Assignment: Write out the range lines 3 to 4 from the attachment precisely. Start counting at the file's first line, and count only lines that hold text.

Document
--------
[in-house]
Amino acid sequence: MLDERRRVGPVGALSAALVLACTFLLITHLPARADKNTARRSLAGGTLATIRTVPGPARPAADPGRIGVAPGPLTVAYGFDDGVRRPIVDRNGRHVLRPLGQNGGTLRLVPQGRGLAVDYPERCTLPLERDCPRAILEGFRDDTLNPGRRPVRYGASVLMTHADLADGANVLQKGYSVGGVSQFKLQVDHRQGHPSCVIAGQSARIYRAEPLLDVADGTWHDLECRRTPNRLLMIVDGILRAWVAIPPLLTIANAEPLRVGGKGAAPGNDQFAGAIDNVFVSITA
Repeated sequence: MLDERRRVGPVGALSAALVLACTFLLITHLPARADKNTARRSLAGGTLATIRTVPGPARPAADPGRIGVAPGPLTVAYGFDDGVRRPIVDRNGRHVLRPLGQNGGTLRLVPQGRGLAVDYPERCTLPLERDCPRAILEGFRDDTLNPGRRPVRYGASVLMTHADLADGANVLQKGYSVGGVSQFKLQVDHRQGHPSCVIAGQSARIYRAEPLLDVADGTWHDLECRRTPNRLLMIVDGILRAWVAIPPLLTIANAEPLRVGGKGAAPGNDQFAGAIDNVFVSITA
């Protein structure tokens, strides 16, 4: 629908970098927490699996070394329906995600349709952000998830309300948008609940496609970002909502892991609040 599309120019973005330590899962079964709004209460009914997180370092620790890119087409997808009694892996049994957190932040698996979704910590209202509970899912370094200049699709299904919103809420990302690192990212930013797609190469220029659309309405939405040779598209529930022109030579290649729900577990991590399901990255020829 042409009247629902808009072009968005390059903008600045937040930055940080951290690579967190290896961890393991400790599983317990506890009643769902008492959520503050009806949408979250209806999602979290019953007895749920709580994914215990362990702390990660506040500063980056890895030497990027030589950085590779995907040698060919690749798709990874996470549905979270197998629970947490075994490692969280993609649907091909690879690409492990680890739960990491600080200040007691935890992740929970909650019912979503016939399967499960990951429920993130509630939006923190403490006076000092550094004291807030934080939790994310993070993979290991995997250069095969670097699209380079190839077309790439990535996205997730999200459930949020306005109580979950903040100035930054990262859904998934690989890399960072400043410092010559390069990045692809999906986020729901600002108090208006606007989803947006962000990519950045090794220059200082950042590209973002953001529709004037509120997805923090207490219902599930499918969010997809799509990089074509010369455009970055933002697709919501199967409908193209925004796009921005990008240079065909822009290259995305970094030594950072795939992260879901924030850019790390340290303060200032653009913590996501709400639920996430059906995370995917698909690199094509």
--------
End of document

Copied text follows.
Repeated sequence: MLDERRRVGPVGALSAALVLACTFLLITHLPARADKNTARRSLAGGTLATIRTVPGPARPAADPGRIGVAPGPLTVAYGFDDGVRRPIVDRNGRHVLRPLGQNGGTLRLVPQGRGLAVDYPERCTLPLERDCPRAILEGFRDDTLNPGRRPVRYGASVLMTHADLADGANVLQKGYSVGGVSQFKLQVDHRQGHPSCVIAGQSARIYRAEPLLDVADGTWHDLECRRTPNRLLMIVDGILRAWVAIPPLLTIANAEPLRVGGKGAAPGNDQFAGAIDNVFVSITA
């Protein structure tokens, strides 16, 4: 629908970098927490699996070394329906995600349709952000998830309300948008609940496609970002909502892991609040 599309120019973005330590899962079964709004209460009914997180370092620790890119087409997808009694892996049994957190932040698996979704910590209202509970899912370094200049699709299904919103809420990302690192990212930013797609190469220029659309309405939405040779598209529930022109030579290649729900577990991590399901990255020829 042409009247629902808009072009968005390059903008600045937040930055940080951290690579967190290896961890393991400790599983317990506890009643769902008492959520503050009806949408979250209806999602979290019953007895749920709580994914215990362990702390990660506040500063980056890895030497990027030589950085590779995907040698060919690749798709990874996470549905979270197998629970947490075994490692969280993609649907091909690879690409492990680890739960990491600080200040007691935890992740929970909650019912979503016939399967499960990951429920993130509630939006923190403490006076000092550094004291807030934080939790994310993070993979290991995997250069095969670097699209380079190839077309790439990535996205997730999200459930949020306005109580979950903040100035930054990262859904998934690989890399960072400043410092010559390069990045692809999906986020729901600002108090208006606007989803947006962000990519950045090794220059200082950042590209973002953001529709004037509120997805923090207490219902599930499918969010997809799509990089074509010369455009970055933002697709919501199967409908193209925004796009921005990008240079065909822009290259995305970094030594950072795939992260879901924030850019790390340290303060200032653009913590996501709400639920996430059906995370995917698909690199094509």